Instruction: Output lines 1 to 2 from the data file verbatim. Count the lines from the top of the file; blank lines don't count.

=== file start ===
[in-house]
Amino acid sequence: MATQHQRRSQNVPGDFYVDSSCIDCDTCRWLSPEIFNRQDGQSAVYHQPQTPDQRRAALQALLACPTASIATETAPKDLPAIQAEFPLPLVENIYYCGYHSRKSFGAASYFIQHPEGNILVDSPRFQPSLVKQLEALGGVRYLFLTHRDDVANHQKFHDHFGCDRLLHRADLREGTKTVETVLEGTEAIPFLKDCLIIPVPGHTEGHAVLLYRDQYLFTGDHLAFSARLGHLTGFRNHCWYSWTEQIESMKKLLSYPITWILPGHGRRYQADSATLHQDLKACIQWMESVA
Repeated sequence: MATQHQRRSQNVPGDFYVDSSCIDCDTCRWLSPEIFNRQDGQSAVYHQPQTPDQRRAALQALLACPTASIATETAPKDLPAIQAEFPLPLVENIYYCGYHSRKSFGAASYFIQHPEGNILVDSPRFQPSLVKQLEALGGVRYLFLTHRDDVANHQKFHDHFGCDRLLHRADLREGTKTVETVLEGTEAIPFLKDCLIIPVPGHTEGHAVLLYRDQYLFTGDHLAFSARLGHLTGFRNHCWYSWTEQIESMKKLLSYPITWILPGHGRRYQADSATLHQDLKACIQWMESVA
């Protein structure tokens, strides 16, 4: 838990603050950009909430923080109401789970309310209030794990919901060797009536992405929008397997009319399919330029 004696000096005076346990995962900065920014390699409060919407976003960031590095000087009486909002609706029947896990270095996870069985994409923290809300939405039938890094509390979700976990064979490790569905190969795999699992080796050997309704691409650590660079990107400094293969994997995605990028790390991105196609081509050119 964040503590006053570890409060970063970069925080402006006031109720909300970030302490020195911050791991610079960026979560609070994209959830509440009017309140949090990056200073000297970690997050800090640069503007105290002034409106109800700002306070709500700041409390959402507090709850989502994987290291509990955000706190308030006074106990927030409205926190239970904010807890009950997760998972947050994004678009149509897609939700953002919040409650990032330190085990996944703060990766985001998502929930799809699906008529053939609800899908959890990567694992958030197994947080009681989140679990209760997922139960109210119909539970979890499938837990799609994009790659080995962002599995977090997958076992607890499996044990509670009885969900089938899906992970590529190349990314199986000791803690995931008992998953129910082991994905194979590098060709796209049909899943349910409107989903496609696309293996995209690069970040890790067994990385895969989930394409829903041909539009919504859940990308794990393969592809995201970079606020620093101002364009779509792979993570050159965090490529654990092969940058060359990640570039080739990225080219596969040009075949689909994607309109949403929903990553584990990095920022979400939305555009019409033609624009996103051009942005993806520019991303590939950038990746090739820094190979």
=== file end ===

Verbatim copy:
[in-house]
Amino acid sequence: MATQHQRRSQNVPGDFYVDSSCIDCDTCRWLSPEIFNRQDGQSAVYHQPQTPDQRRAALQALLACPTASIATETAPKDLPAIQAEFPLPLVENIYYCGYHSRKSFGAASYFIQHPEGNILVDSPRFQPSLVKQLEALGGVRYLFLTHRDDVANHQKFHDHFGCDRLLHRADLREGTKTVETVLEGTEAIPFLKDCLIIPVPGHTEGHAVLLYRDQYLFTGDHLAFSARLGHLTGFRNHCWYSWTEQIESMKKLLSYPITWILPGHGRRYQADSATLHQDLKACIQWMESVA